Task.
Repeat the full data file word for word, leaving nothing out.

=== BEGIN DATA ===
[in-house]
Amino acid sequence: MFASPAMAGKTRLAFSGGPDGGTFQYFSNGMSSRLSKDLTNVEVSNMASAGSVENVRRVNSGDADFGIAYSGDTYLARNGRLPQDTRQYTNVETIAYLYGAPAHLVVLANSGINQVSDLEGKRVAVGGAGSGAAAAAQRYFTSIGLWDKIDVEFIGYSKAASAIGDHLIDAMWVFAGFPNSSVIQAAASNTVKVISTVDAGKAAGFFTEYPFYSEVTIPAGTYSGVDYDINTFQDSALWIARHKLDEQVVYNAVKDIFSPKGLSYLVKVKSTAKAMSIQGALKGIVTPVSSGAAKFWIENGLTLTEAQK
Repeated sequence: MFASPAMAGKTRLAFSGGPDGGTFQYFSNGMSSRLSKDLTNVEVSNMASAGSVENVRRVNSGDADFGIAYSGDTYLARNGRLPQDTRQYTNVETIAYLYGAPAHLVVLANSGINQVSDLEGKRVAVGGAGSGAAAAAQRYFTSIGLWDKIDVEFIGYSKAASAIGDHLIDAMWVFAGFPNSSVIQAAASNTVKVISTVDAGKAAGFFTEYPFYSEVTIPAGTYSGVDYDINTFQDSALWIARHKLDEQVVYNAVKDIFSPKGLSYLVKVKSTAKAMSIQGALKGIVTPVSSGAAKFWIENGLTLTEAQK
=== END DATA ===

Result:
[in-house]
Amino acid sequence: MFASPAMAGKTRLAFSGGPDGGTFQYFSNGMSSRLSKDLTNVEVSNMASAGSVENVRRVNSGDADFGIAYSGDTYLARNGRLPQDTRQYTNVETIAYLYGAPAHLVVLANSGINQVSDLEGKRVAVGGAGSGAAAAAQRYFTSIGLWDKIDVEFIGYSKAASAIGDHLIDAMWVFAGFPNSSVIQAAASNTVKVISTVDAGKAAGFFTEYPFYSEVTIPAGTYSGVDYDINTFQDSALWIARHKLDEQVVYNAVKDIFSPKGLSYLVKVKSTAKAMSIQGALKGIVTPVSSGAAKFWIENGLTLTEAQK
Repeated sequence: MFASPAMAGKTRLAFSGGPDGGTFQYFSNGMSSRLSKDLTNVEVSNMASAGSVENVRRVNSGDADFGIAYSGDTYLARNGRLPQDTRQYTNVETIAYLYGAPAHLVVLANSGINQVSDLEGKRVAVGGAGSGAAAAAQRYFTSIGLWDKIDVEFIGYSKAASAIGDHLIDAMWVFAGFPNSSVIQAAASNTVKVISTVDAGKAAGFFTEYPFYSEVTIPAGTYSGVDYDINTFQDSALWIARHKLDEQVVYNAVKDIFSPKGLSYLVKVKSTAKAMSIQGALKGIVTPVSSGAAKFWIENGLTLTEAQK